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The Early Music Festival in Bucharest at its 19th edition - the finale

Monday, 24 November 2014 , ora 10.21
 
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When we talk about Spanish Reinassance, Tomas Luis da Victoria's name comes to mind almost instantly. Less known composers surrounded by a halo of exotism are those from the 16th century. The last concert within this year's edition of the Early Music Festival proved that the music of that century struck a very personal note. The musicians of the Cinco Siglos ensemble accompanied by the soprano Delia Agúdez went on stage to perform on Friday, 21st November, 2014, and played exclusive works from the Cancionero del Palacio collection. It took 40 years of composing to bring the Cancionero to its final form, from the late 15th century to the early 16th century. The collection features about 450 works and therefore is the most important Spanish music manuscript of those times.

The concert took place inside the impressive precincts of the Bragadiru Palace and it occasioned the Bucharest audience to become familiar with less known instruments, such as, the vihuela da mano, the vihuela da arco, bandurria, rabel and colachon. An important part of the story is that most of the instruments were crafted by Jose Ignacio Fernandez, member of the Cinco Siglos group. Part of the music they performed consisted in works composed by Juan del Encina, part of annonymous works and the music succesfully evoked the atmosphere of the Iberian Kingdom ruled by Isabel of Castille. I can say that each song had its distinct folkloric approach, as the flutist Antonio Torralba, the leader of the group, remarked. Even the sadder works and the apparently severe ones have a slight note of exotism and erotism when interpreted by them .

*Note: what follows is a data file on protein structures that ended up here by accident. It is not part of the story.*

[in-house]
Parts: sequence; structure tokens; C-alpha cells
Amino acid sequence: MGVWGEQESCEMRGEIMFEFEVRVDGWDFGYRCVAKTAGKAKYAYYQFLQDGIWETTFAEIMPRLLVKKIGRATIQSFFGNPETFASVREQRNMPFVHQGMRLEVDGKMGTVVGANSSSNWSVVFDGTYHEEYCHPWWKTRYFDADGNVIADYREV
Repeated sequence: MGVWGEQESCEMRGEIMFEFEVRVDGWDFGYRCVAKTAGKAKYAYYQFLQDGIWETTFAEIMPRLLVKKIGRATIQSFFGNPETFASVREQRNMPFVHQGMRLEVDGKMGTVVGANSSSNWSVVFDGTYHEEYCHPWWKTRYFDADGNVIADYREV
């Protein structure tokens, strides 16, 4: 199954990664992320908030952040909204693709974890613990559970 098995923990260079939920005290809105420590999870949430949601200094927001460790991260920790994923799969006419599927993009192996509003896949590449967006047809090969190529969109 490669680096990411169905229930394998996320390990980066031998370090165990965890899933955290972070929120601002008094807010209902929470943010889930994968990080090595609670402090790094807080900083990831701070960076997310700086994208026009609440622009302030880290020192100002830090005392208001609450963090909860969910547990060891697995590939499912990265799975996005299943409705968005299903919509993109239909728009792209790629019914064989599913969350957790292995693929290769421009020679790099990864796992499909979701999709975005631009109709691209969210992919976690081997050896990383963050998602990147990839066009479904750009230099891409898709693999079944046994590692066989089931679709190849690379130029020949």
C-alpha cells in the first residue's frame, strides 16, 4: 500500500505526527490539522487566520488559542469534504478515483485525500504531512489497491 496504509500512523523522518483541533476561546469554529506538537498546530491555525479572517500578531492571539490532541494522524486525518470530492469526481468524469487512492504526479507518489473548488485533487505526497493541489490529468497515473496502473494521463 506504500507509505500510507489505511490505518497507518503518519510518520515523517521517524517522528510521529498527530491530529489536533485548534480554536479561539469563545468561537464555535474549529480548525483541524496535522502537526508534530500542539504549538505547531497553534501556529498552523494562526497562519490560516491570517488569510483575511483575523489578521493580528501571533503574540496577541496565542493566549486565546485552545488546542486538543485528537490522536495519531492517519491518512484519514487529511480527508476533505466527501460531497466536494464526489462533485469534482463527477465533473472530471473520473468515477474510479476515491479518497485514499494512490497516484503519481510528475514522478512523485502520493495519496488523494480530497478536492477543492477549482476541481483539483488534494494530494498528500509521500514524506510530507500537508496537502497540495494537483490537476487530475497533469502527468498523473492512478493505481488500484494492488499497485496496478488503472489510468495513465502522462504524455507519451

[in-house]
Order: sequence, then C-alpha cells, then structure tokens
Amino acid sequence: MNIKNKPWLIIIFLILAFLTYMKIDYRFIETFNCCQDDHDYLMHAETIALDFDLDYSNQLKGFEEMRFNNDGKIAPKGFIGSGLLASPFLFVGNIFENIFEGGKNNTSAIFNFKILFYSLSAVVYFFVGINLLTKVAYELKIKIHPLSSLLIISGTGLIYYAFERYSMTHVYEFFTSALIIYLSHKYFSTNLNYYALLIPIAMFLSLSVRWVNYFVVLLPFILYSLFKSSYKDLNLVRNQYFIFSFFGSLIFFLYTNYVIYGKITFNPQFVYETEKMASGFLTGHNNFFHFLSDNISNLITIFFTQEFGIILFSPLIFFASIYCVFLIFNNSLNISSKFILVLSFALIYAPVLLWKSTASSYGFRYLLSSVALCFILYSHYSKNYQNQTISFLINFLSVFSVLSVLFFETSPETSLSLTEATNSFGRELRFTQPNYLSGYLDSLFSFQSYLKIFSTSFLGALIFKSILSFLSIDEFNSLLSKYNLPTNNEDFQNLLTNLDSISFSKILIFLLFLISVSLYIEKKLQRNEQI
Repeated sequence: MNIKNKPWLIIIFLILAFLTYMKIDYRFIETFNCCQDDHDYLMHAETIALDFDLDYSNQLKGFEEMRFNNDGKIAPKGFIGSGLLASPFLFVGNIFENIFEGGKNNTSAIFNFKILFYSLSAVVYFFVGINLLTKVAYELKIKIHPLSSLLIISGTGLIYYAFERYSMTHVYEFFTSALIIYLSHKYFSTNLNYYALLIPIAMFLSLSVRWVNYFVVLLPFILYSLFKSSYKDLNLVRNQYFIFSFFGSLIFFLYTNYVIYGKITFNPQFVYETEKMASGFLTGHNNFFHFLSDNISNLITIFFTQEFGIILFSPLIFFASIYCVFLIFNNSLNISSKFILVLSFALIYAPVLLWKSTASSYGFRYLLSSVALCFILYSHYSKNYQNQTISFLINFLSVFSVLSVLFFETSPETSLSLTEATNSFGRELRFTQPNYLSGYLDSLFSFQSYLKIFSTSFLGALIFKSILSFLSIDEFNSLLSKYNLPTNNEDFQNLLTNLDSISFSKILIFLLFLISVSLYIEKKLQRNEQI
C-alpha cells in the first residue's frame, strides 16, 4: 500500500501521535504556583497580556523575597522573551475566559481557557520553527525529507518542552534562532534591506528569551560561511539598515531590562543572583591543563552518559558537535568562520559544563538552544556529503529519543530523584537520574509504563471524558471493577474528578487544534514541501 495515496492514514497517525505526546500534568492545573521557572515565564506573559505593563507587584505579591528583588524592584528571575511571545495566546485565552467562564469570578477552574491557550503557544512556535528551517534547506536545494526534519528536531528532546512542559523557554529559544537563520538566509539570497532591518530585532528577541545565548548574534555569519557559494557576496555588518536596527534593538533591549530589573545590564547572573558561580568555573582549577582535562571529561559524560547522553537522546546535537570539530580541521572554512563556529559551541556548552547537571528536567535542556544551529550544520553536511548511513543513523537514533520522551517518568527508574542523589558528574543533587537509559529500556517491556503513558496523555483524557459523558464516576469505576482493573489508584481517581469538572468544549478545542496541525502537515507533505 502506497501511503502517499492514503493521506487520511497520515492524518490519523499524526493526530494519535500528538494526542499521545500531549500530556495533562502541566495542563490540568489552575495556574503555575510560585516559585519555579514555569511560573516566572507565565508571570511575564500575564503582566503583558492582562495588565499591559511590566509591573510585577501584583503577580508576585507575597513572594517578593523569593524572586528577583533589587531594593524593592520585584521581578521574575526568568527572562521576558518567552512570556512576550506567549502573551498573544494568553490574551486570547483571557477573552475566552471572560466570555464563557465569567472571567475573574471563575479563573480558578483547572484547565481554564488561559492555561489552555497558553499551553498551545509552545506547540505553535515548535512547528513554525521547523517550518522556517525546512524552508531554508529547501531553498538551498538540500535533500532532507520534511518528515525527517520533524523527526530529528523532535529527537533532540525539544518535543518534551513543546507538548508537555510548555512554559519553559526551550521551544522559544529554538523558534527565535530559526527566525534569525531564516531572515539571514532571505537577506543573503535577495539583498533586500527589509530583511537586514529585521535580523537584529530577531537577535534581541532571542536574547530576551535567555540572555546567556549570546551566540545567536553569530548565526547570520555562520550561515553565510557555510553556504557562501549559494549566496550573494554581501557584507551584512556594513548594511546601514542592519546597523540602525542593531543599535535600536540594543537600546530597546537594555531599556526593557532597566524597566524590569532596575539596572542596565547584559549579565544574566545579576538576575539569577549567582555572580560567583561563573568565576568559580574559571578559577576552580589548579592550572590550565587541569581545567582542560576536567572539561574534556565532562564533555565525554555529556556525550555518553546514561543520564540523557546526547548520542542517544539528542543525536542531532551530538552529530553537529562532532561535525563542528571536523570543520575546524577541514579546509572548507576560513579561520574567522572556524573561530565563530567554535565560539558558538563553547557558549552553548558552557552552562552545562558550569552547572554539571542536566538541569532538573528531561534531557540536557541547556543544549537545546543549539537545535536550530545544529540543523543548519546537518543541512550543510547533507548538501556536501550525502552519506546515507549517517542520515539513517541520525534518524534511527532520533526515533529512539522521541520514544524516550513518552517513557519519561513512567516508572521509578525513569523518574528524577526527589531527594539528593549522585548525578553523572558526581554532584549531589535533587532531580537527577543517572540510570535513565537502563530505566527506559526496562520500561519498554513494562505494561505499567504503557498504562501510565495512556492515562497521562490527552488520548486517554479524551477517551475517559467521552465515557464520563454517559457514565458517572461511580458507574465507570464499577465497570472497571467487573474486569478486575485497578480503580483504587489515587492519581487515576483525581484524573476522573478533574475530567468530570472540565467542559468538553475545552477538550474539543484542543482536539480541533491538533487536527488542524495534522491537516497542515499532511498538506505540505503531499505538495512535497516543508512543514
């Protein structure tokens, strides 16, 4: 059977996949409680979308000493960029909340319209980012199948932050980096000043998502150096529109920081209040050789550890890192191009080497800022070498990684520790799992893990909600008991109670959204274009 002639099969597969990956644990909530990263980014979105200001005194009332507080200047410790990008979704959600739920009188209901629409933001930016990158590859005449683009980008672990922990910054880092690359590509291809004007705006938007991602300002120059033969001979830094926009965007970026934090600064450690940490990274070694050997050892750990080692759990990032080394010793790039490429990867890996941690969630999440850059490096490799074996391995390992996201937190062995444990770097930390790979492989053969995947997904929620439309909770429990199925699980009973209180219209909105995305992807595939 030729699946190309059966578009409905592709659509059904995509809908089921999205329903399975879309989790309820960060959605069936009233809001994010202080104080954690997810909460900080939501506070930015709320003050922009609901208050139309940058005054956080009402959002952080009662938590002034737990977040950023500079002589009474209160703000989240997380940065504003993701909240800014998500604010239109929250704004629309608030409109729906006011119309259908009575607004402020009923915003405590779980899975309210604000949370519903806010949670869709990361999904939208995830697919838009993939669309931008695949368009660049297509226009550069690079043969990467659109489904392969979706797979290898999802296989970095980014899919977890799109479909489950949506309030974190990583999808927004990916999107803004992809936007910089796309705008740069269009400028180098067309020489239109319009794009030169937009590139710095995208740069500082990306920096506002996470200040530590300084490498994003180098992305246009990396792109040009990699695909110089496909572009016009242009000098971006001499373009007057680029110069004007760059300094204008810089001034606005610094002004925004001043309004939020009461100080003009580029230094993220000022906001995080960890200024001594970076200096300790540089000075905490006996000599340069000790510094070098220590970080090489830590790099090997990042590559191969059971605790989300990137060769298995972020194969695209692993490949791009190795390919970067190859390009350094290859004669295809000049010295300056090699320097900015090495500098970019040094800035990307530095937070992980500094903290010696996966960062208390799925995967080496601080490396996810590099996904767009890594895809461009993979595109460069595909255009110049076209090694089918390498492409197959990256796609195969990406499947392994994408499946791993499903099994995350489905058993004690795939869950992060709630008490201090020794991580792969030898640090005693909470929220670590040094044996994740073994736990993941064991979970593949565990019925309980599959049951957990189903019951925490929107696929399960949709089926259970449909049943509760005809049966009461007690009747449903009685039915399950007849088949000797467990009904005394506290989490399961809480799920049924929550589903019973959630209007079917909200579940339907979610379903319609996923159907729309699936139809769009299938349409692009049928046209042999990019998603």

The soprano Delia Agúdez brought a colourful contribution to the atmosphere that settled during the concert. Her voice stamp and her hispanic apprearance assured the audience an interesting audiovisual experience. Songs like 'Triste esta el rey David' and 'Si habra en este baldres' proved the musicians' familiarity with the repertoire. My only reproach, if it could be called that, is that they assumed a mezzo-piano nuance which only varied on a few occasions. It has come to my understanding that this is one of the stylistic devices employed by some early music groups, but this sort of free, improvised music would have deserved a better dynamic.

The Romanian audience nicely welcomed the musicians as usual, with warm rounds of applause, although there was a small number of people in the audience. It is true that the recital had a rigorous historical accuracy; it was addressed to a rather informed audience, but this kind of music would have deserved to be listened to by more people. Nonetheless, the concert was really enjoyable and it closed the Early Music Festival in a cheerful way.



Radu Mihalache
Translated by Ioana Săbău and Elena Daniela Radu
MTTLC, the University of Bucharest